SSE profits up and begins PR offensive

Energy supplier SSE posted a 38 per cent jump in profits in the first half and immediately moved to offset a media storm over its hike in household bills last month.

Energy supplier SSE posted a 38 per cent jump in profits in the first half and immediately moved to offset a media storm over its hike in household bills last month.

The firm pushed up its dividend 5% to 25.2p as earnings per share leapt 40.6% to 35.3p.

In a move clearly meant to limit reputational damage, its financial report begins with Lord Smith of Kelvin, Chairman of SSE, explaining why the jump in profit could be justified after the rise in bills.

"Prices achieved for generating electricity have been weak, and higher gas and non-energy costs unfortunately had to be reflected in the increase in household energy prices which SSE implemented last month," he said.

"The Energy Supply business accounted for 8.1% of SSE's adjusted operating profit in the period and its profit margin was 1.5%."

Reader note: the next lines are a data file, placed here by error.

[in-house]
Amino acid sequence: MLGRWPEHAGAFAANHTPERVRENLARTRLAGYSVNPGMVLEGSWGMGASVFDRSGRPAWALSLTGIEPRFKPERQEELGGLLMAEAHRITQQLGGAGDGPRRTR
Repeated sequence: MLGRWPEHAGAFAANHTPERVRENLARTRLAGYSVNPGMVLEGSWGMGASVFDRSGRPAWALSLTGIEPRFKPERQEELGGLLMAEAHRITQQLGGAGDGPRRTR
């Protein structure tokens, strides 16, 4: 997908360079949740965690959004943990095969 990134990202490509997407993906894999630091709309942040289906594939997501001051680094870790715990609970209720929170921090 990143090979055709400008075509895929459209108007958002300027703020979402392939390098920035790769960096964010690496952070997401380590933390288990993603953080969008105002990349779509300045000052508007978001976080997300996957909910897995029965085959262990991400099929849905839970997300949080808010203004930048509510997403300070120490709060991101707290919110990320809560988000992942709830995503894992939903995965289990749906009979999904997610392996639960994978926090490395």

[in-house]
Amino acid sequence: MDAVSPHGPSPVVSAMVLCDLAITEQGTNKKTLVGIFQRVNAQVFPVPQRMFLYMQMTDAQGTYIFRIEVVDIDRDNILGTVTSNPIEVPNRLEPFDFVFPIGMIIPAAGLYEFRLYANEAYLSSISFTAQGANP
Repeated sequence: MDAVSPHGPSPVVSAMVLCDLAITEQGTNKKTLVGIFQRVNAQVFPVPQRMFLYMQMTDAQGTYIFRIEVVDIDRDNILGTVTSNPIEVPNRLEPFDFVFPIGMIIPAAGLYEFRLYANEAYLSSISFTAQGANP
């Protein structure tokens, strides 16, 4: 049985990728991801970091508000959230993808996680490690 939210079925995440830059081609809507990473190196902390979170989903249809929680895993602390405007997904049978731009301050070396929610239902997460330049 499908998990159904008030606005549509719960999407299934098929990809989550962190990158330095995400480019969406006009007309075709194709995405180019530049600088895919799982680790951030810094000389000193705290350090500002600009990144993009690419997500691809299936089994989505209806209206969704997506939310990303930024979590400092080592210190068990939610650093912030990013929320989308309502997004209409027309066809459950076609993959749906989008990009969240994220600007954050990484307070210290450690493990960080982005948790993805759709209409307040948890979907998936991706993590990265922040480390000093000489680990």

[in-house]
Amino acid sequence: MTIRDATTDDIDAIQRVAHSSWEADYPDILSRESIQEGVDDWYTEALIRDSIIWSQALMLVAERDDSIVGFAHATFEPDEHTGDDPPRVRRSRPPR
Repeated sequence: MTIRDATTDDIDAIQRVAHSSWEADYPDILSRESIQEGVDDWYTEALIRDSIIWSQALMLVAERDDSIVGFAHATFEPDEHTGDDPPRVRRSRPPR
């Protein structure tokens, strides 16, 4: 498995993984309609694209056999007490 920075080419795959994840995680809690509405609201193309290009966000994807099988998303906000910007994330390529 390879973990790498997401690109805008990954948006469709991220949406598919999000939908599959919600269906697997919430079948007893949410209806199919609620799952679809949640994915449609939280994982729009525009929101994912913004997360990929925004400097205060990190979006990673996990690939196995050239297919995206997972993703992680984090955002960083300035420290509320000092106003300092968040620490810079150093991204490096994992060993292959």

His statement goes on to say: "I believe that profit and dividend allow SSE to employ people, pay tax, provide services that customers need, make investments that keep the lights on and create jobs, while providing an income return that shareholders like pension funds need".

The company is targeting a full-year increase in its dividend of at least 2% more than RPI inflation, to around 84p for 2012/13, and annual increases that are above RPI inflation in the following years.

Operating profit at the firm's network arm was up 19.3% to £399.5m, while profits at its retail division leapt to £75.7m, following a loss of £101.4m a year ago.

Retail profits made up 12.6% of profits, with an energy supply profit margin of just 1.5%.

Its wholesale division saw operating profit plunge 44.5% to £123.2m.

SSE stuck to its previous line that it would not provide an outlook for adjusted profit before tax before the publication of its third quarter statement.

It put this down to economic uncertainty, particularly over the electricity generation market in the UK, as well as its focus on dividend growth.

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